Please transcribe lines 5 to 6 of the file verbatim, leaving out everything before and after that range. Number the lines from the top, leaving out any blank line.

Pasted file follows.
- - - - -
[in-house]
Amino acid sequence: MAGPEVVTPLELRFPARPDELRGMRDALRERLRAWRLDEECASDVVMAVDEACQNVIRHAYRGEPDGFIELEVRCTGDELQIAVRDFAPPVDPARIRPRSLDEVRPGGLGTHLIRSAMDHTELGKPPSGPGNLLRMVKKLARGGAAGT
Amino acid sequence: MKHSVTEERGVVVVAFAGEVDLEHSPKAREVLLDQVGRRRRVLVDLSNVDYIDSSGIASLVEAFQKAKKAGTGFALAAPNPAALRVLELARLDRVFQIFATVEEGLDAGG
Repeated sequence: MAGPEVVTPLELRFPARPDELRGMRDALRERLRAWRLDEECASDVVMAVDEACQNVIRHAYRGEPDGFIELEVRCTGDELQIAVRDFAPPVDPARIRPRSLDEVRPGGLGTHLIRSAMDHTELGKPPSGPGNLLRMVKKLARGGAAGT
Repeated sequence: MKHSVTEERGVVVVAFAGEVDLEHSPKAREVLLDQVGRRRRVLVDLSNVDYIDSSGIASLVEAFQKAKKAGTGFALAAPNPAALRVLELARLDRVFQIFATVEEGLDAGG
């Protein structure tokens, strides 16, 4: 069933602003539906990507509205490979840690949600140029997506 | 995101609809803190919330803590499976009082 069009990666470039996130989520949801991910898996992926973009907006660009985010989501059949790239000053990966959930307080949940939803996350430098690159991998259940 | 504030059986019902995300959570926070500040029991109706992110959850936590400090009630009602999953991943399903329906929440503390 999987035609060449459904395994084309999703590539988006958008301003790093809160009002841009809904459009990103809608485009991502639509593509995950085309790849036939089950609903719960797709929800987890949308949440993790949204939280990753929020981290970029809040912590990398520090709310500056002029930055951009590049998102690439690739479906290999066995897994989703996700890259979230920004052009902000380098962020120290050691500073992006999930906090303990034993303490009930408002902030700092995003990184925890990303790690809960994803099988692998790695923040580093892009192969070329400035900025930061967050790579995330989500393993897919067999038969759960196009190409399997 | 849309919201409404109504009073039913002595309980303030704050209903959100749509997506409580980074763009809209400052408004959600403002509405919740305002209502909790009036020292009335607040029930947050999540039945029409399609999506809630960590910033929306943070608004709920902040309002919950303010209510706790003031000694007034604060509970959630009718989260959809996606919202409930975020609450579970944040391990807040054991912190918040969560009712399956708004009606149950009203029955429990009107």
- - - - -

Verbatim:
Repeated sequence: MKHSVTEERGVVVVAFAGEVDLEHSPKAREVLLDQVGRRRRVLVDLSNVDYIDSSGIASLVEAFQKAKKAGTGFALAAPNPAALRVLELARLDRVFQIFATVEEGLDAGG
């Protein structure tokens, strides 16, 4: 069933602003539906990507509205490979840690949600140029997506 | 995101609809803190919330803590499976009082 069009990666470039996130989520949801991910898996992926973009907006660009985010989501059949790239000053990966959930307080949940939803996350430098690159991998259940 | 504030059986019902995300959570926070500040029991109706992110959850936590400090009630009602999953991943399903329906929440503390 999987035609060449459904395994084309999703590539988006958008301003790093809160009002841009809904459009990103809608485009991502639509593509995950085309790849036939089950609903719960797709929800987890949308949440993790949204939280990753929020981290970029809040912590990398520090709310500056002029930055951009590049998102690439690739479906290999066995897994989703996700890259979230920004052009902000380098962020120290050691500073992006999930906090303990034993303490009930408002902030700092995003990184925890990303790690809960994803099988692998790695923040580093892009192969070329400035900025930061967050790579995330989500393993897919067999038969759960196009190409399997 | 849309919201409404109504009073039913002595309980303030704050209903959100749509997506409580980074763009809209400052408004959600403002509405919740305002209502909790009036020292009335607040029930947050999540039945029409399609999506809630960590910033929306943070608004709920902040309002919950303010209510706790003031000694007034604060509970959630009718989260959809996606919202409930975020609450579970944040391990807040054991912190918040969560009712399956708004009606149950009203029955429990009107």